Episode 60


Tired But Wired

Do you ever feel so exhausted, but at the same time too full of that agitated energy that you can’t sleep?

In this episode, I dive into this uncomfortable combination of feeling simultaneously tired and wired and what we can do about it. 

It is all too easy to get stuck in this bad situation where one can simultaneously feel exhausted, and yet also too energized to sleep. And it’s no rare phenomena. This is because we humans don’t come equipped with a simple, single on/off switch that single-handedly makes us awake or asleep. Rather, the biology of consciousness is incredibly complicated and no where near close to being fully worked out. What we do understand is that there are multiple players in the wake vs sleep game. And whether we are awake or asleep at any given moment is never determined by a single system, but the interaction of several of them. We group these into two general processes: the sleep drive, and the internal clock. 

The sleep drive, known as process S, depends on how long one has been consecutively awake: the longer the wake, the stronger the need to sleep. 

The internal clock, known as process C, is the body’s circadian rhythm, the internal time-keeper whose seconds and minutes beat faster or slower depending on a number of zeitgebers or time-givers. 

When these two systems are in alignment, we have the best chance of feeling Wired when we wake, and Tired right before sleep. When they are out of alignment, it’s a recipe for Tired but Wired.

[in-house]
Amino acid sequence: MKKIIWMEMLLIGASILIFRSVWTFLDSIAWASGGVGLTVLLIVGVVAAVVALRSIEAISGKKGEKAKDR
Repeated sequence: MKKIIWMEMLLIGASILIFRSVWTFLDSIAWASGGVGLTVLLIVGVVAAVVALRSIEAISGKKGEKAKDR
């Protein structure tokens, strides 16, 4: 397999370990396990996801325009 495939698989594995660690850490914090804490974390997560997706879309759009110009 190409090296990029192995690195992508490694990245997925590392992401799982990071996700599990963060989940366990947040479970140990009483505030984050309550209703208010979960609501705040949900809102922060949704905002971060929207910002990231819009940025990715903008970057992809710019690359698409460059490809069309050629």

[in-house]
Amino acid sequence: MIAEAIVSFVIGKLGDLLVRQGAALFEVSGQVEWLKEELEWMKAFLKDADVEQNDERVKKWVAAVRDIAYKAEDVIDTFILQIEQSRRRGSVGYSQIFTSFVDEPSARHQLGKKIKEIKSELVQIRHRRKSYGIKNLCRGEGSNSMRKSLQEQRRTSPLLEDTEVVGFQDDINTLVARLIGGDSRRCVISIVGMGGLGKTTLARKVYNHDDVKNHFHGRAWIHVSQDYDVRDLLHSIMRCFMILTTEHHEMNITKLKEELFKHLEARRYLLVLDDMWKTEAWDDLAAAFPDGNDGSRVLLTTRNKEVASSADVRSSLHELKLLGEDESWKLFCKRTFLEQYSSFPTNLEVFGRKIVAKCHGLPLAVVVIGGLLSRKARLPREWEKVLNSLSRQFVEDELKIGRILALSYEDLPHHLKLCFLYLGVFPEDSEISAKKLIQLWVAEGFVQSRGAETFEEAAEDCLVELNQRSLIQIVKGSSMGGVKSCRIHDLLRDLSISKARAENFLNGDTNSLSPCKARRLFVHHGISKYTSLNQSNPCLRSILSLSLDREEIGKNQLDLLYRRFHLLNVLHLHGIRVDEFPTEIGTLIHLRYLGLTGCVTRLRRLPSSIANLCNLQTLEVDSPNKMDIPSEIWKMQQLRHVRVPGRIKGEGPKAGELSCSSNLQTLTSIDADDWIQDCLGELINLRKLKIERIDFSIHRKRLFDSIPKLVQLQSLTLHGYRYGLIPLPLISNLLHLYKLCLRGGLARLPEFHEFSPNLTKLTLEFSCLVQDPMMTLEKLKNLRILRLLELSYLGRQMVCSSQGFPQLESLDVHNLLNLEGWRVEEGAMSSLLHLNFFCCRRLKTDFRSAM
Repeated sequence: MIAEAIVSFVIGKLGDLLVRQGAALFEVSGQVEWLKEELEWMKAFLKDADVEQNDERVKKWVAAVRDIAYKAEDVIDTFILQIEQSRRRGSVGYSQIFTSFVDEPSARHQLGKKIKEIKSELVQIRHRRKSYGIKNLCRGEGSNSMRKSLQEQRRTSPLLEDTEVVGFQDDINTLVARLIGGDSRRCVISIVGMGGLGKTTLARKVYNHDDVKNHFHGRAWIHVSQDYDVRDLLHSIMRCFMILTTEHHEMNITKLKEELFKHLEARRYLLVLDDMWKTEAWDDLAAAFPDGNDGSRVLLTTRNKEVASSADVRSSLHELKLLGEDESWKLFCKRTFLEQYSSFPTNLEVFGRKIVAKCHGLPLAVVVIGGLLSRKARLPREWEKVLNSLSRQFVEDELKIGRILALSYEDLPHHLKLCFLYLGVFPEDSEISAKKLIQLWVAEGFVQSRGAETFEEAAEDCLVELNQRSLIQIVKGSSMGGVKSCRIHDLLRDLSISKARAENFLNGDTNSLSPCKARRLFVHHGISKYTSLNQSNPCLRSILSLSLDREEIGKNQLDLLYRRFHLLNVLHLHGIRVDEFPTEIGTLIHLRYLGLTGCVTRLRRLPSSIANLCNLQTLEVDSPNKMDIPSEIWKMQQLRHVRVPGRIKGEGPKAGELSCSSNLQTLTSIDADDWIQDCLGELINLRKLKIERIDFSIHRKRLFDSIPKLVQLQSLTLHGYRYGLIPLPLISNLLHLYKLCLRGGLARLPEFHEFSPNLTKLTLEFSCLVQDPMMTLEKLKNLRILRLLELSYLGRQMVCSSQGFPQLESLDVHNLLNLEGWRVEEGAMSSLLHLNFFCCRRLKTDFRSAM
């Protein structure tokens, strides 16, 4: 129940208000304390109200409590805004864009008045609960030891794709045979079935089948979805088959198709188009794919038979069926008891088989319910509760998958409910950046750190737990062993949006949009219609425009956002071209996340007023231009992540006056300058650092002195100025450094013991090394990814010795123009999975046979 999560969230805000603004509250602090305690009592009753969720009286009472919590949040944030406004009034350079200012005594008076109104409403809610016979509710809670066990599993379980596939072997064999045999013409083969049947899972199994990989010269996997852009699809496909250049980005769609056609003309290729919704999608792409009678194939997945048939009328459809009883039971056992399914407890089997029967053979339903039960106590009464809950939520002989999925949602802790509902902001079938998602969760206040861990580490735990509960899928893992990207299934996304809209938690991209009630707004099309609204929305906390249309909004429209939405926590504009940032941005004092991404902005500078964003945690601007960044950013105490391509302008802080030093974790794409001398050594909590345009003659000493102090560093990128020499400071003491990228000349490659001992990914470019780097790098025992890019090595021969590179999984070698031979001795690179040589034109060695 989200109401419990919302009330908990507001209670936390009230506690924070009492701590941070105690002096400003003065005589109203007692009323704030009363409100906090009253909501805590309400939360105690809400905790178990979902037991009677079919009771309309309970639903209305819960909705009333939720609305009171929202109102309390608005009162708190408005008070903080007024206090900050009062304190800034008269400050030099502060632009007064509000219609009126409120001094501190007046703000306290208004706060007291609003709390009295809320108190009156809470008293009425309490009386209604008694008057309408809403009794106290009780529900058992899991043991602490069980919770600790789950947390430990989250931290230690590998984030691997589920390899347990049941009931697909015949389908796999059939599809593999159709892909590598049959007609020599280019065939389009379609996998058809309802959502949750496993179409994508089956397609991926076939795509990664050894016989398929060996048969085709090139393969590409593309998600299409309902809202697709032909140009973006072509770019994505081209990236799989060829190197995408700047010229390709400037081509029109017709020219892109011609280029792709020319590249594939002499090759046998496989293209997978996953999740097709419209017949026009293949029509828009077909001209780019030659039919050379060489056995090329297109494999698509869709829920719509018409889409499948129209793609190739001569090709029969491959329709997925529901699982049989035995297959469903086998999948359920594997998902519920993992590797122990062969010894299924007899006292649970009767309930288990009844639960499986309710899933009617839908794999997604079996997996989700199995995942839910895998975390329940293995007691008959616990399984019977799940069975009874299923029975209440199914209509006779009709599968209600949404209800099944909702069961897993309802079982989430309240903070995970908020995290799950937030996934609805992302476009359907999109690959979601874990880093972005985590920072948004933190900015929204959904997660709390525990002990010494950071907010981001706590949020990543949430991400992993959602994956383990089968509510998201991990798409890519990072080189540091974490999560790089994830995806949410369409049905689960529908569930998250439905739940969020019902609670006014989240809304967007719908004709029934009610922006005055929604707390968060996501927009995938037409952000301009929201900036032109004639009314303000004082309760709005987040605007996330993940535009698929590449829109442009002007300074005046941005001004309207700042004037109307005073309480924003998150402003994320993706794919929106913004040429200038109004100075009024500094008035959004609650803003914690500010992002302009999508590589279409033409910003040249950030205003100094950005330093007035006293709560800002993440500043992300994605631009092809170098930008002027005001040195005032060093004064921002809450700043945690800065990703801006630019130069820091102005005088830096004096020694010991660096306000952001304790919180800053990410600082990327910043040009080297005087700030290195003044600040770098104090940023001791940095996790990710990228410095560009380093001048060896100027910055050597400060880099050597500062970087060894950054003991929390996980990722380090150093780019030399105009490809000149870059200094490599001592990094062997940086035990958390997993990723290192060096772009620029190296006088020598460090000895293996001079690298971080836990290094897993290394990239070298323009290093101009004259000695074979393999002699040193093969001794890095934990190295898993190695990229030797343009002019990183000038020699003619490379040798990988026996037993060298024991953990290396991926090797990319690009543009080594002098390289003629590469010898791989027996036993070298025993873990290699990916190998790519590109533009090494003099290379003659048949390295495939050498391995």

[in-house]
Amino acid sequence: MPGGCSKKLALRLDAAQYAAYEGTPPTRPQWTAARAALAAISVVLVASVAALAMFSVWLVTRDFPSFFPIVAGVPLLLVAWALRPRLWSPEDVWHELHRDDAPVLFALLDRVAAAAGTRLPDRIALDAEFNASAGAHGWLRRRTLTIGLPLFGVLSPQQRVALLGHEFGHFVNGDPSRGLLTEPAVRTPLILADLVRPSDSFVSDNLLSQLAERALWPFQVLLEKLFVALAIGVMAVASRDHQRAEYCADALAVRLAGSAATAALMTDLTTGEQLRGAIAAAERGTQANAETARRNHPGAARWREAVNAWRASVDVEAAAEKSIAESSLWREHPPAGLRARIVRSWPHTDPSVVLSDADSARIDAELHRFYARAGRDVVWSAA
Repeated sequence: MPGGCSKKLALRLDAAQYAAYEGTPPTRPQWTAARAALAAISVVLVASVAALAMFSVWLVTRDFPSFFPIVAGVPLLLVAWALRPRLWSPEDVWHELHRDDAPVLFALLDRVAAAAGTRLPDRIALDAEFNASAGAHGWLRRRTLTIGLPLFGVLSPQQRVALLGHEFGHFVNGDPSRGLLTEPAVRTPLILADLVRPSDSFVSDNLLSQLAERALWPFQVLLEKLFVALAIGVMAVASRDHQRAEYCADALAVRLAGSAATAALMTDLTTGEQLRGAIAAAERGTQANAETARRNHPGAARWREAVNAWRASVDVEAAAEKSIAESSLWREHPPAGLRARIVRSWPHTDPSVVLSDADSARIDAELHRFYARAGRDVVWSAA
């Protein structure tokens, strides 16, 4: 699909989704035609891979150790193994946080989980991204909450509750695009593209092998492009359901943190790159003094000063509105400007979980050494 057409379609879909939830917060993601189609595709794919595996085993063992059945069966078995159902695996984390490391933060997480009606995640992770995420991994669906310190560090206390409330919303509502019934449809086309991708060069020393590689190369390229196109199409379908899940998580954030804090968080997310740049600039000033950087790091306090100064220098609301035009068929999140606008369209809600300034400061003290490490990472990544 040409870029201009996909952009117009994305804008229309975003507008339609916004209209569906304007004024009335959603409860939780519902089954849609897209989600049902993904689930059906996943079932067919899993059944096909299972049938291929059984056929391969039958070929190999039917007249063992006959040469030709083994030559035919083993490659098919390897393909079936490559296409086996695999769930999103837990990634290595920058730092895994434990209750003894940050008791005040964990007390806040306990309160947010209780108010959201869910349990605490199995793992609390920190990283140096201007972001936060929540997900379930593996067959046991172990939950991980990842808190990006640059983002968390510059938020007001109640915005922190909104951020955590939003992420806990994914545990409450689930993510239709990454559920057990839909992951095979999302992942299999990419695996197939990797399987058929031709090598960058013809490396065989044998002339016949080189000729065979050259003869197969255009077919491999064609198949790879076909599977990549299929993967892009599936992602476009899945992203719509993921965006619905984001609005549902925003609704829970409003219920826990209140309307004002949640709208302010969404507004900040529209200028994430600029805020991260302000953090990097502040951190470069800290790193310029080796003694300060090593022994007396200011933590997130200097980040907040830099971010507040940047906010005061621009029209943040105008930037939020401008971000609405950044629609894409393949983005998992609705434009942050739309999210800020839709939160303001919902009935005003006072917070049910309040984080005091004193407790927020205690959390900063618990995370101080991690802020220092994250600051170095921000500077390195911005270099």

Most often, it’s keeping a regulated sleep drive, but with an unregulated circadian rhythm that causes the imbalance. If we engage in the wrong time cues at the wrong time, our internal clock is likely going to get out of sync with our external environment, and the more out of sync it is, the more likely we are to feel both Tired and Wired at the same time. 

And while there are plenty of other contributors to this dilemma, the easiest way to get rid of this Tired but Wired experience is to get the sleep drive re-synchronized with the internal clock - so that both your sleep drive and circadian cycle agree when to be wired and awake vs when to be tired and asleep. 

If your feeling tired but wired, go to www.sleepeducation.org/sleep-center to find the nearest accredited sleep center lead by a board certified sleep specialist. 

There, they can assess for potentially dangerous contributors to the Tired but Wired state, like restless legs or sleep disordered breathing. 

And they can also provide you a personalized, step-by-step approach to ridding yourself of this Tired but Wired conundrum. 

But the basics go something like this: keep your circadian rhythm aligned and maintained by waking at the same time every day and exposing yourself to lots of light shortly after waking. Stay regular with your mealtimes and physical activity. Monitor your light exposure after sunset, and ease off any bright sources of light in the last hour or so before your intended time to get to sleep. And if you’ve been avoiding any dozing during the daylight hours and avoiding caffeine after lunch, then these two systems of your sleep drive and internal clock will fall back into harmony and ending the misery of feeling Tired but Wired.


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